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Optical trapping of nanoparticles by ultrashort laser pulses

Posted on 24. April, 2013.

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Replacing the continuous-wave- with a pulsed-mode laser in optical trapping reveals novel phenomena, including the stable trap, modifiable trapping positions, and controllable directional ejections of particles on nanometre scales. This opens unprecedented opportunities in both fundamental science and application. Hiroshi Masuhara and his colleagues discuss in Science Progress the electromagnetic formulations and physical interpretations of these new phenomena. Their aim is to show the beauty and promise of this field.

This article may not cover the full area of laser trapping, but it will give readers an overview of the growing and future challenges in this topic, particularly optical trapping with ultrashort laser pulses. It is organised as follows; we explain in brief the basic principle, experimental, and theoretical concept of optical trapping with cw lasers. We follow this by a discussion of the optical trapping of single particles or biological molecules that has been achieved by employing nanostructures. We then discuss the novel phenomena attributed to optical trapping experiments with ultrashort laser pulses. By describing nonlinear optical effects and three-dimensional optical forces exerted on dielectric particles in the trapping site that have been performed, we give particular emphasis to the electromagnetic formulations of the optical forces and physical interpretations of the new phenomena. With these interpretations, we propose a new concept of the optical trap for ultrashort laser pulses. Finally, we describe their possible future applications to challenging themes in the field of optical trapping, such as optical manipulation of biological molecules, single particle trapping, and dynamics and sorting of Rayleigh particles driven by laser pulses.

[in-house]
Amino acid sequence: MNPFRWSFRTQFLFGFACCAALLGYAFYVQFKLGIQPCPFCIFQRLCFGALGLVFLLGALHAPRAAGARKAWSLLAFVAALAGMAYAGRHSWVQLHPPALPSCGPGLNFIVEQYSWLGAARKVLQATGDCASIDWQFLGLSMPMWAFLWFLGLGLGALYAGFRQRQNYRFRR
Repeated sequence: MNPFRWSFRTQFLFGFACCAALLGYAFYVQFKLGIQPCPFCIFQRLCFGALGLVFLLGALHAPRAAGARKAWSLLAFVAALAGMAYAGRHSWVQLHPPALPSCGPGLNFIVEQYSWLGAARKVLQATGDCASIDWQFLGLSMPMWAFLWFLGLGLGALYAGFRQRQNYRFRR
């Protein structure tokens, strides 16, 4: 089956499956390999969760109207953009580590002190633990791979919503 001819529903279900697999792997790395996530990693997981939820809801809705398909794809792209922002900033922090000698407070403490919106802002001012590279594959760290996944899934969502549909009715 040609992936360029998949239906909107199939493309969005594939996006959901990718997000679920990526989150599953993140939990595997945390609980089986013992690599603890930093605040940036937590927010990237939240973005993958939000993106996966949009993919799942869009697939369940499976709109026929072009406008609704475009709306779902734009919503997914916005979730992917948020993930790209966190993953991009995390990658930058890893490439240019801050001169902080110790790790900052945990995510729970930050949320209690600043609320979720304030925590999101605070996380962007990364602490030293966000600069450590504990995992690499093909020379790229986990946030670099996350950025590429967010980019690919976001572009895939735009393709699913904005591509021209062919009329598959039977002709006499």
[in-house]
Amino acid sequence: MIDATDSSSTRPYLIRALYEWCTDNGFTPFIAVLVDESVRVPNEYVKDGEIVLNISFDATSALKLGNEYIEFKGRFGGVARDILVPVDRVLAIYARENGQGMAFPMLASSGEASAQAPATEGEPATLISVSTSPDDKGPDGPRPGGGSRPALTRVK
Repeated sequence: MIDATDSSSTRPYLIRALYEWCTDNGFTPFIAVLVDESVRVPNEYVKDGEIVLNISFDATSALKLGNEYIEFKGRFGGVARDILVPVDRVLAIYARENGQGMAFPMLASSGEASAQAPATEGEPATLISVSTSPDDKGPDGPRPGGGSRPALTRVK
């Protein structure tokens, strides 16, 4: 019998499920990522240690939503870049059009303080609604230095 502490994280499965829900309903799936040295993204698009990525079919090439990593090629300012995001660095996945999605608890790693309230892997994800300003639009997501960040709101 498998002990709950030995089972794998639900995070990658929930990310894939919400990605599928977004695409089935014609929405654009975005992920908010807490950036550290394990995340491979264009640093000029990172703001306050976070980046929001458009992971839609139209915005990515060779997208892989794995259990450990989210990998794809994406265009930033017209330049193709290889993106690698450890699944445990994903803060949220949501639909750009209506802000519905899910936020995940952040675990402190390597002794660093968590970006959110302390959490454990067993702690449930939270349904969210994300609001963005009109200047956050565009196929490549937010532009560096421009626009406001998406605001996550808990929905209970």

Department of Applied Chemistry, National Chiao Tung University, Taiwan
ANWAR USMAN, WEI-YI CHIANG AND HIROSHI MASUHARA

Doi: 10.3184/003685013X13592844053451

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